Day three of our stay in Edinburgh, we took a guided tour of the central highlands that took us to two lochs in the Central Highlands of Scotland, as well as the quaint towns of Aberfoyle and Stirling. The careening van on windy roads made me a bit queasy and thankful for every breath of fresh air once we’d stopped. And once out among the woods and moss and quiet, there was nothing quite so restorative.
Our first stop of the day took us to Loch Lomond. We didn’t make it to Loch Ness, so I don’t know if famed monsters live under those waters, but everything here was absolutely serene.
After a quick lunch in Aberfoyle, we went on to Loch Katrine, where a few tour members boarded the Sir Walter Scott for a tour of the lake. The other boat on this loch was called The Lady of the Lake, making the boathouse here practically a shrine to Sir Scott!
Since I don’t know much Scottish poetry, the two poems that came to mind while walking these woods were Robert Frost’s—“The Road Not Taken” and one line in particular from “Stopping by Woods on a Snowy Evening”…
The woods are lovely, dark and deep…
I couldn’t have said it better. These birches were so inviting… I just wanted to ramble in the woods!
Moss everywhere. It really does soften the woods and make them lovely, dark and deep.
This moss looked like a furry creature straight out of a Miyazaki film!
My camera doesn’t capture it quite adequately, but this grassy plant has a soft glow that makes it look like a constellation growing on the forest floor. I can only imagine how beautiful this would be, glistening with dew in the early morning light. Mystical!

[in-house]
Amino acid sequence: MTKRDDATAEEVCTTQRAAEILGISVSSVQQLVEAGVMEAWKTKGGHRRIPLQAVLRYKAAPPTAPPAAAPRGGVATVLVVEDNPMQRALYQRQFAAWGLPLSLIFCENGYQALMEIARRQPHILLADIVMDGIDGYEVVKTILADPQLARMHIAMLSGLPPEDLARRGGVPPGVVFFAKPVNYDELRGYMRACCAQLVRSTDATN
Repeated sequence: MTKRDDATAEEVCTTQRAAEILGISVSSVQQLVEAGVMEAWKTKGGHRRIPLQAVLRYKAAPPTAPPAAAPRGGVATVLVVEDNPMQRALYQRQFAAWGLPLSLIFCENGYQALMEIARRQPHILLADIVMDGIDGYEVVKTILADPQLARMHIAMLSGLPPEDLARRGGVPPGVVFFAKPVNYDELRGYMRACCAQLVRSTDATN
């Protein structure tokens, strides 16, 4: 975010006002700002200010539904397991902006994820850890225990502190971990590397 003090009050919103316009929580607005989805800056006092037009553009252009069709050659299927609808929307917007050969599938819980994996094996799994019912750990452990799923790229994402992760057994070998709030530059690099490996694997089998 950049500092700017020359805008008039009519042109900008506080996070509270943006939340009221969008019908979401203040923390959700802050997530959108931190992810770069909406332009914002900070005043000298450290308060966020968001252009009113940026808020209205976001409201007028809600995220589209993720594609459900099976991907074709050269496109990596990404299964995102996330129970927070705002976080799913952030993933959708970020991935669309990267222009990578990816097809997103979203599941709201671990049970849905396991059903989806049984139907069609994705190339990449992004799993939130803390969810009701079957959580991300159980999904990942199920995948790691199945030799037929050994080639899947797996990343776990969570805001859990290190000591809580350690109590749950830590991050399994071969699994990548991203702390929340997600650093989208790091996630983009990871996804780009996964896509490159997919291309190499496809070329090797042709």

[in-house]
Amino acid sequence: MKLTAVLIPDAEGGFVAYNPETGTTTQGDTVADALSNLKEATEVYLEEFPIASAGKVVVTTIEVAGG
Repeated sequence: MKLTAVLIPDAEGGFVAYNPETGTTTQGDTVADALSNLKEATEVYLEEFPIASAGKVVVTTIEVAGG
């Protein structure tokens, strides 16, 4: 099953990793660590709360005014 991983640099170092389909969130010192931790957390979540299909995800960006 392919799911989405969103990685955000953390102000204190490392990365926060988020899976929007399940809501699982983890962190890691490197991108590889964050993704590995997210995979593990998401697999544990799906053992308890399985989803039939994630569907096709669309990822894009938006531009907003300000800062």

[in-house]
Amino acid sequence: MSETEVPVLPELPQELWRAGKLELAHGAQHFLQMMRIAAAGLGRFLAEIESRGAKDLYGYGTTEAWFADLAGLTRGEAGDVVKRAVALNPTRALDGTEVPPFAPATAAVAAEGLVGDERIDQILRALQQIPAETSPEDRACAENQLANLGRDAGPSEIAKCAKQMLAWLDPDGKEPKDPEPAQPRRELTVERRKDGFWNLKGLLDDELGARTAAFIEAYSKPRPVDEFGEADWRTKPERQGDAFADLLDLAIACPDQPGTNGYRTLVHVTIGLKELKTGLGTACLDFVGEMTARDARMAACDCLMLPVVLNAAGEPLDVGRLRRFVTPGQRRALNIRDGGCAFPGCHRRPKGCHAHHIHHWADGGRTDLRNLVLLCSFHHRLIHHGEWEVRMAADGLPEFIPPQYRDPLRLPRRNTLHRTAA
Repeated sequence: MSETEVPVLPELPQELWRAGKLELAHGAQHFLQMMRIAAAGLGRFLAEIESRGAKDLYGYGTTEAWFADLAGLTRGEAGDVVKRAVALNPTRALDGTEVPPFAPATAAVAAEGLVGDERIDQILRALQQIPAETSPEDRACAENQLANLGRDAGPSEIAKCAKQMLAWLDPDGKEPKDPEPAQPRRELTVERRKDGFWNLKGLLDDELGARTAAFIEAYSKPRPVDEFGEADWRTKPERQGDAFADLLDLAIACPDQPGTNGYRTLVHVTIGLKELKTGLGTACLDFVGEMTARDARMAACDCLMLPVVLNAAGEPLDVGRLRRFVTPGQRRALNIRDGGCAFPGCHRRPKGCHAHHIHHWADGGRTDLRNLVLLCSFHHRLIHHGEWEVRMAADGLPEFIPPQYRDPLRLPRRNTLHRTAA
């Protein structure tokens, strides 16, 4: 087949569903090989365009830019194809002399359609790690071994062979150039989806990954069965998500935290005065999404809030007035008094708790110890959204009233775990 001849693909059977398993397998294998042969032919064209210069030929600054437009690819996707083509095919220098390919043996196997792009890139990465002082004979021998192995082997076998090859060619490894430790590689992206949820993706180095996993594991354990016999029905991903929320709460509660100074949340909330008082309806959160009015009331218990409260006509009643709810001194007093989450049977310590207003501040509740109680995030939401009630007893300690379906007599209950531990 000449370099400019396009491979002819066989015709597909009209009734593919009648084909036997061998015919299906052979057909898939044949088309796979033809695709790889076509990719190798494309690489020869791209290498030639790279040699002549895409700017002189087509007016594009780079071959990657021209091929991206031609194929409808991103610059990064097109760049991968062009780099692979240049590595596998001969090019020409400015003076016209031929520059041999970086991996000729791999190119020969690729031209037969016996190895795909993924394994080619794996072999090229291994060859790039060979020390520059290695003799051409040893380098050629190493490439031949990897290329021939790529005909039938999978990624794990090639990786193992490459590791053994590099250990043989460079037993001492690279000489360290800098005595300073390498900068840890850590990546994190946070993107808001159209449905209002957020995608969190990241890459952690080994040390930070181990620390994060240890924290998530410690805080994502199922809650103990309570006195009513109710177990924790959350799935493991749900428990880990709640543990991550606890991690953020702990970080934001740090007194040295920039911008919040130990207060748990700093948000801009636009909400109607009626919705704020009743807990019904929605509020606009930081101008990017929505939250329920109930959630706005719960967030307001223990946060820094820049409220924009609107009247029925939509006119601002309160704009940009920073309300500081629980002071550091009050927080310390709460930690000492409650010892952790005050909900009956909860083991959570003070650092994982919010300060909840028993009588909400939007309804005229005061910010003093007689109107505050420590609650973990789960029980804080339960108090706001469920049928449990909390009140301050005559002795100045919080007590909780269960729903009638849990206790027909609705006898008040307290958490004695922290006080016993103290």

From Loch Katrine we took the Duke’s Pass, a dizzingly nauseating shortcut through the glens. I loved the wind turbines in the distance, though you can barely see them in this photo.
I really wanted to see some of these adorably hairy Scottish cows. The driver anticipated this wish (I’m sure it’s a common one) and gave us a quick two-minute stop to see these fellas. It was far too cursory, but at least I got to see them!
Our next and last stop was Stirling. The rest of the tour group went to see Stirling Castle, but I decided to walk around the town instead, since I’ve been to quite a few castles and palaces lately.
(They really do kind of start to look the same after a while… That said, I really did think Edinburgh Castle was pretty special. Definitely one of my faves, as medieval castles go.)
At Stirling Castle, a statue of Robert the Bruce, of Braveheart fame. Though of course our guide was quick to point out how preposterously fictionalized parts of it were… it’s still a great film. Off in the distance is the William Wallace Monument, which glistens beautifully in the sunlight.
Only problem was, there was no sunlight, so even in this photo you can barely make it out against the misty mountains. But it’s there, and I promise it’s a lot more imposing than it looks here.
I just fell in love with the ancient Mars Wark gate. It’s just left in its state of semi disrepair, with a beautiful and obviously new gate fitted in the frame, but with flowers growing over the ruined walls and hollow window frames. And though it just kind of stands there with no seeming attempt to add to it or buttress it, from the front view its crumbling walls blend right into the church and churchyard.
I warmed up with a pot of tea at the aptly-named Portcullis just below the castle wall.
Back in Edinburgh, we had dinner at Metropole. Again, Edinburgh’s food scene did not disappoint. This dish was delish–salmon on a bed of sweet potato fries and assorted veggies. (They used some fancy word, but I forgot the name.)
All told, I loved how quiet the day was, especially the beautiful walk along Loch Katrine. Only wish I’d had more time to explore further up into the highlands! Scotland is definitely on my list of places to come back to—hopefully sometime when it’s actually warm, and maybe a little sunny!